This article was produced in partnership with Tokio Marine HCC - Cyber & Professional Lines Group.
Desmond Devoy, of Insurance Business America, sat down with Neha Gupta, Director, Cyber & Tech E&O underwriter, to discuss Illinois’ Biometric Information Privacy Act (BIPA) and its impact on insurance.
A company does not need to be headquartered in Illinois to be impacted by the state’s Biometric Information Privacy Act (BIPA).
Similar legislation exists in other states, but Illinois was the first state to enact legislation protecting privacy rights to biometric information in 2008.
In short, BIPA seeks to “protect an individual’s privacy rights to their biometric information,” said Neha Gupta, director, cyber & technology E&O underwriter for the southeast region at Tokio Marine HCC – Cyber & Professional Lines Group (CPLG), a member of the Tokio Marine HCC group of companies based in Houston, Texas.
But what is biometric information? It could be a fingerprint, a voiceprint, a facial scan, an iris or retinal scan, DNA, or a palm print. Basically it is “any biological information or characteristic that can uniquely identify a person, but does not include personally identifiable information,” Gupta said.
Identifiable information can include your drivers’ licence or social security number, for instance.
This law defines parameters for private companies that collect and store biometric information. The law states that a company has to inform the person in writing of what data is being collected or stored. The person must also be informed, in writing, of the specific purpose and length of time for which the data will be collected, stored and used. Without consent, biometric information may not be released to third parties.
The reach of Illinois’ BIPA extends beyond companies headquartered in the state. It is designed to protect residents of the state, and the law applies to any company doing business in Illinois or transacting business with a customer who may be a resident of Illinois.
“They are all subject to the same statute,” Gupta said. “As an underwriter, we consider all of these scenarios when reviewing how the statute may apply to an applicant seeking cyber insurance.”
She gave the example of a vendor to an Illinois-based company who supplies machines that collects biometric information. “Even though the vendor does not transact with an Illinois resident directly, they may be subject to the statute since they operate in the state of Illinois, so it can have a trickle effect,” Gupta said.
Common instances of collecting biometric information from employees include time management data, specifically, punching in and out of work. It can also come from security access, such as fingerprints, facial recognition, and hand scanners used at the office or on the factory floor to secure laptops, or keyboards, or to gain physical access to buildings. Additionally, some health plans “measure your biometric data…to assess your health risk and provide incentives for changing behaviors that could lower risks,” said Gupta.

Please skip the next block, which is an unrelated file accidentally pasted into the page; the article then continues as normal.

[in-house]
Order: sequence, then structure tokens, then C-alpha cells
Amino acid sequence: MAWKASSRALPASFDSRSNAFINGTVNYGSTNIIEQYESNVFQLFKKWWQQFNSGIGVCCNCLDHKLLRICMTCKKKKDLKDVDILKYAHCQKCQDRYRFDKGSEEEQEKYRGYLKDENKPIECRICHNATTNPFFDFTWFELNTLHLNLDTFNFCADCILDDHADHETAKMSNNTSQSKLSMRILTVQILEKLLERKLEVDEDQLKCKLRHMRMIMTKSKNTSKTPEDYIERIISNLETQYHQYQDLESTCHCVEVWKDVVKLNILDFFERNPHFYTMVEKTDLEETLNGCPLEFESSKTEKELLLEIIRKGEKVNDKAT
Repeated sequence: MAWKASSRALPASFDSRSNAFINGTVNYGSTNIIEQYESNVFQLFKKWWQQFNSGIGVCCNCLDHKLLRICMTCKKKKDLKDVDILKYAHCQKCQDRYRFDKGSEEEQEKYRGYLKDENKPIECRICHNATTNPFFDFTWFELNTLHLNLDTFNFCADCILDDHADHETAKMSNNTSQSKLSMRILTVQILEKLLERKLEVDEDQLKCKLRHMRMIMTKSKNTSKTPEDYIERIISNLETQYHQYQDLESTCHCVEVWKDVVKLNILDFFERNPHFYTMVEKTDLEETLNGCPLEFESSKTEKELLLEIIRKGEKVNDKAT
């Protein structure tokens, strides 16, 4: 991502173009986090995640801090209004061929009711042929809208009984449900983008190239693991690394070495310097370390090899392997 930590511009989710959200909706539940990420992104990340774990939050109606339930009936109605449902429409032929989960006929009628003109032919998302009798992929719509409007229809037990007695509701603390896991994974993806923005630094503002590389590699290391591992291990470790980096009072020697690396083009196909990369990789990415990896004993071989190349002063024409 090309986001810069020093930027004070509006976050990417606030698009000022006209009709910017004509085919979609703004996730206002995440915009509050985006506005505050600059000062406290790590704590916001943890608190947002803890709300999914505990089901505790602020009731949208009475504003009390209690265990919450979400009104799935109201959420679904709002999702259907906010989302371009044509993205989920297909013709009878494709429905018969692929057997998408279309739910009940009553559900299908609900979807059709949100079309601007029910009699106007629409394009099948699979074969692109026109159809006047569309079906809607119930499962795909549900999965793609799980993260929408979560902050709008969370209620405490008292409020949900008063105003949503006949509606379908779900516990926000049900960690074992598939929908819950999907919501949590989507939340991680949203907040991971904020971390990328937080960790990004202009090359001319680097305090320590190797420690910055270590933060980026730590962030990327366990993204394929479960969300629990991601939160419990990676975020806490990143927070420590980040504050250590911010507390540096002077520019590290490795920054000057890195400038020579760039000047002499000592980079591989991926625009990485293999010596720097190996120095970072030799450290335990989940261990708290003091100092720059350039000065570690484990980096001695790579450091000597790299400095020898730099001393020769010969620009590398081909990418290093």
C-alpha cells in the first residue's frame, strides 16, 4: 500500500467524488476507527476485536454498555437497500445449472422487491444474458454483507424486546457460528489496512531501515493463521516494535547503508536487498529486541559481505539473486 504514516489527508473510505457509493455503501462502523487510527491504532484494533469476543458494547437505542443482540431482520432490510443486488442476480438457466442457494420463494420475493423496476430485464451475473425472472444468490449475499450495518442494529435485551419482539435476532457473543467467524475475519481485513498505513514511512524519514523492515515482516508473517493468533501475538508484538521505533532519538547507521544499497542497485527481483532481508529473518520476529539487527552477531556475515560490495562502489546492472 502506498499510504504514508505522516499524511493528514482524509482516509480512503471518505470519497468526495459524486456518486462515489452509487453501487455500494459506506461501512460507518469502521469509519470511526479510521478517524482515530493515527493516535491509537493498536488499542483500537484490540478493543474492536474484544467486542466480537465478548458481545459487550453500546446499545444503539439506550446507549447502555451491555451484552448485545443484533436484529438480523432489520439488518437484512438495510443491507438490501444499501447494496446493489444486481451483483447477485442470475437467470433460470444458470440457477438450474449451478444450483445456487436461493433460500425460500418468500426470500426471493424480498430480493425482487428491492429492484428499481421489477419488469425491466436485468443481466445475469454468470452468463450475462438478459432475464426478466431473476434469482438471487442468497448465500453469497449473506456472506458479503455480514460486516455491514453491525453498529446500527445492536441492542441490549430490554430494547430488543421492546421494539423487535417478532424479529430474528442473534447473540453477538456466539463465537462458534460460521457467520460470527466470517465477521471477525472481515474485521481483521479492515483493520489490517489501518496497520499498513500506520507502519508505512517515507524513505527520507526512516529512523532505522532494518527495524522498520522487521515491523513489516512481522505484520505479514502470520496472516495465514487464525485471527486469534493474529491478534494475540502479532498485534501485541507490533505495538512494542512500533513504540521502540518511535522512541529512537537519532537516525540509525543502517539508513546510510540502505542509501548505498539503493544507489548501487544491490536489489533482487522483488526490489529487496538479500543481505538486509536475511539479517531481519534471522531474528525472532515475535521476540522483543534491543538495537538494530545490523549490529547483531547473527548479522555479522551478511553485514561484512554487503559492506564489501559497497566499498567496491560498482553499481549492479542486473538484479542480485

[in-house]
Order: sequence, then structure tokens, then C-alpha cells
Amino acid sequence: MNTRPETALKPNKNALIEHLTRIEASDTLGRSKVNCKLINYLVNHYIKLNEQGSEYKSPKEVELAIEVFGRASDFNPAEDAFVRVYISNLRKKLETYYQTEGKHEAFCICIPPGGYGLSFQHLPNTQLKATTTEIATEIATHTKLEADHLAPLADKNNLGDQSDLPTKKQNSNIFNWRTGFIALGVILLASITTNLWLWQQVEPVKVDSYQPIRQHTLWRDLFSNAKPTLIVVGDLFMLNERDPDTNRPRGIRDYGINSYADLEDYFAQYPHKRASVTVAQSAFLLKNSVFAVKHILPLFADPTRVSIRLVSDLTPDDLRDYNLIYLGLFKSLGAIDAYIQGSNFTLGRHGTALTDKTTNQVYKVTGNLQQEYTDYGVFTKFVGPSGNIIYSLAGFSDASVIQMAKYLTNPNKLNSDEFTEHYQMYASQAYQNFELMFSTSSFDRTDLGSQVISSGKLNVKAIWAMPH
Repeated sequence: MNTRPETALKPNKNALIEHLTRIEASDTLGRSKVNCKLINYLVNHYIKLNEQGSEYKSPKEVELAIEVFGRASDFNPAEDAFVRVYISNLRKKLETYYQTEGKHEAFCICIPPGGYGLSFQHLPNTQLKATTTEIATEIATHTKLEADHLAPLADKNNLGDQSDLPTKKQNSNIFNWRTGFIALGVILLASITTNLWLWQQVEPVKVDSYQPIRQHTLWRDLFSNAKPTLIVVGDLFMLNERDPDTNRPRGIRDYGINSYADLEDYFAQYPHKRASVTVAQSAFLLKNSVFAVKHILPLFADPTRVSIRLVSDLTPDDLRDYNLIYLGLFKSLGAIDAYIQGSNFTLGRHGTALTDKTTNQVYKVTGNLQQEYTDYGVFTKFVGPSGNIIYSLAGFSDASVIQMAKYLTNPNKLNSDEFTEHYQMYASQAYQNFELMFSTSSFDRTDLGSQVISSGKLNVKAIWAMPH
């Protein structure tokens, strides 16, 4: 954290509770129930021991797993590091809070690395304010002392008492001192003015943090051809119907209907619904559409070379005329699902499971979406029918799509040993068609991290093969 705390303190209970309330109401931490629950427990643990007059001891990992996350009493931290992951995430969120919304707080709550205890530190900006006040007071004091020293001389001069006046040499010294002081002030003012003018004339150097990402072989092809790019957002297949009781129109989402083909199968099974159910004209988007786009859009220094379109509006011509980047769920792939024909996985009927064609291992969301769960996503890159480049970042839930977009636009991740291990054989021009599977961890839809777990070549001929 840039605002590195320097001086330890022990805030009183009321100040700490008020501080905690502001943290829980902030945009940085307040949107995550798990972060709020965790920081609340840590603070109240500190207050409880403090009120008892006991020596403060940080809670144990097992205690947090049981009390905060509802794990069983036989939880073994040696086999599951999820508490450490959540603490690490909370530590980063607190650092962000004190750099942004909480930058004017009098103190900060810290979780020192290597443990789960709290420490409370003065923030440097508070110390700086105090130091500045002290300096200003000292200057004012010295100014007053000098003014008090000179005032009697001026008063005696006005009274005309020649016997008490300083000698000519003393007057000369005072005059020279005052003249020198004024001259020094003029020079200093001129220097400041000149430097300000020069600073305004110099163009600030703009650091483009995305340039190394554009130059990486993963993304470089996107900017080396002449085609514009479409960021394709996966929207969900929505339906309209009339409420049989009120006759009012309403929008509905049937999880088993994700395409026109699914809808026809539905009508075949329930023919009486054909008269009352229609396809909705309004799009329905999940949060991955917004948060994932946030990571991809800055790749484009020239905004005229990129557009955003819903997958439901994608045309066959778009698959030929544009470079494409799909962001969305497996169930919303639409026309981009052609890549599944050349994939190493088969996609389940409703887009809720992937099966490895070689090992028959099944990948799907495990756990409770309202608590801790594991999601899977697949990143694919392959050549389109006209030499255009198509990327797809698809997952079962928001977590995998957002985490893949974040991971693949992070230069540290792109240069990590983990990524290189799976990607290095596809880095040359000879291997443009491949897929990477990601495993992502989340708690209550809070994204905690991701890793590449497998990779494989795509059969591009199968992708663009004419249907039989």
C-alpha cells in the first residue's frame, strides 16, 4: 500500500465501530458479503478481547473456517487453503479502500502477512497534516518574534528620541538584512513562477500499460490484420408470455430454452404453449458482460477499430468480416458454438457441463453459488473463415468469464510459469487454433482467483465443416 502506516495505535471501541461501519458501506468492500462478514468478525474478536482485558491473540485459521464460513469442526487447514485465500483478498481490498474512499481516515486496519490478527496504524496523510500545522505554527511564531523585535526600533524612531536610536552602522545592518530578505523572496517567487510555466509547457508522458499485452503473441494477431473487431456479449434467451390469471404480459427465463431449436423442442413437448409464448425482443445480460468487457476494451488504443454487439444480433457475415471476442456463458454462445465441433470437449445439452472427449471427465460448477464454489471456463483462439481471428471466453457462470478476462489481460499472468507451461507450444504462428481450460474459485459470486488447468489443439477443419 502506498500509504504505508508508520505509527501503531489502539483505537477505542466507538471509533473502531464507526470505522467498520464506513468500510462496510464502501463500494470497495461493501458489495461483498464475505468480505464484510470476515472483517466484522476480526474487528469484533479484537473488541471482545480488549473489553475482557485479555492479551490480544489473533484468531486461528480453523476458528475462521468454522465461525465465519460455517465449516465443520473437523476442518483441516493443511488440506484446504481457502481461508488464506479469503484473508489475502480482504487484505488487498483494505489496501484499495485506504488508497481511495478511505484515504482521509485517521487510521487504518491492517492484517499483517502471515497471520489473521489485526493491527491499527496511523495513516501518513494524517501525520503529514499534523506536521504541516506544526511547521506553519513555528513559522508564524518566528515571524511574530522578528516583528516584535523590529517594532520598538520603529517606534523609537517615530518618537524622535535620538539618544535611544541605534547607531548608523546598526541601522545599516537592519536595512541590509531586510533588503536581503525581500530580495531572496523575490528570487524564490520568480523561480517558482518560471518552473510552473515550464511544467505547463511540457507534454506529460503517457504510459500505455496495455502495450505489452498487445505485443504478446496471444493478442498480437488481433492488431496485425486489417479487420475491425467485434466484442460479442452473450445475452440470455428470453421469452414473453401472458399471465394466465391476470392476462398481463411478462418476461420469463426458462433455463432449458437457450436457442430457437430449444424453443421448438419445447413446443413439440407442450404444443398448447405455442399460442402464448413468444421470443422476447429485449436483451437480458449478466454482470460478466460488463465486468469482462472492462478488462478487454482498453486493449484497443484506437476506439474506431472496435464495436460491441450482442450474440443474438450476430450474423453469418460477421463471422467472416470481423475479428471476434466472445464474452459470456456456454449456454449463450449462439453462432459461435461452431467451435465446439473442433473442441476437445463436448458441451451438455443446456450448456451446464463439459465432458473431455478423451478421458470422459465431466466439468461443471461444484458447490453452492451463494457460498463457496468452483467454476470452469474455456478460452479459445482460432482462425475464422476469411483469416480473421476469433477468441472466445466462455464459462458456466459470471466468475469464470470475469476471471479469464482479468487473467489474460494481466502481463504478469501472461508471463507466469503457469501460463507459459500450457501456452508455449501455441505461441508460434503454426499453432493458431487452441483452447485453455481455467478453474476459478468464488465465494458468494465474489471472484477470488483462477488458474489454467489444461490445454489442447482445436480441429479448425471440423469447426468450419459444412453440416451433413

A recent ruling by the Illinois Supreme Court changed the way damages are calculated in BIPA claims and extended the statute of limitations for such claims from one to five years. Instead of damages accruing the first time biometric data is collected from an individual they now accrue each time data is collected from that individual. “So, you could be entering an office, say, 10 times, or accessing a cash register 50 times each day. Each of those will now count individually as damages” says Gupta.
Each BIPA violation can result in damages from $1,000 per negligent violation to as much as $5,000 for intentional or reckless violations. Attorney’s fees and other costs of defending a BIPA lawsuit are in addition to these damage amounts.
Already, customer lawsuits have resulted in some high dollar verdicts and settlements.
According to the National Law Review, a $228 million judgment against BNSF Railway was recorded this past October in the first ever BIPA trial. The jury in that case found that BNSF violated Illinois’ BIPA by scanning truck drivers’ fingerprints for identify verification when visiting BNSF rail yards to pick up and drop off loads.
“The jury found that BNSF recklessly or intentionally violated the law 45,600 times when it collected such fingerprint scans without written, informed permission or notice,” reported the Review.
“With the increase in BIPA lawsuits and settlements, insurers are adding BIPA exclusions onto their policies. Exclusions, sub-limits, or other restrictions have already been underway for some time in other lines of insurance such as general liability and employment practices liability. The cyber market is now reacting to the BIPA changes with its own restrictions.”
According to Gupta “the possibilities for facial recognition are only going to grow and biometric privacy is going to be a hot issue for years to come as the technology becomes more reliable and widespread”. “Companies are going to find new ways to monetize this type of data,” Gupta said. But as they do, they will also need to keep a close eye on emerging developments in biometric privacy laws. Tokio Marine HCC – Cyber & Professional Lines Group is continuously monitoring the regulatory and legislative landscape to ensure coverage and terms remain relevant.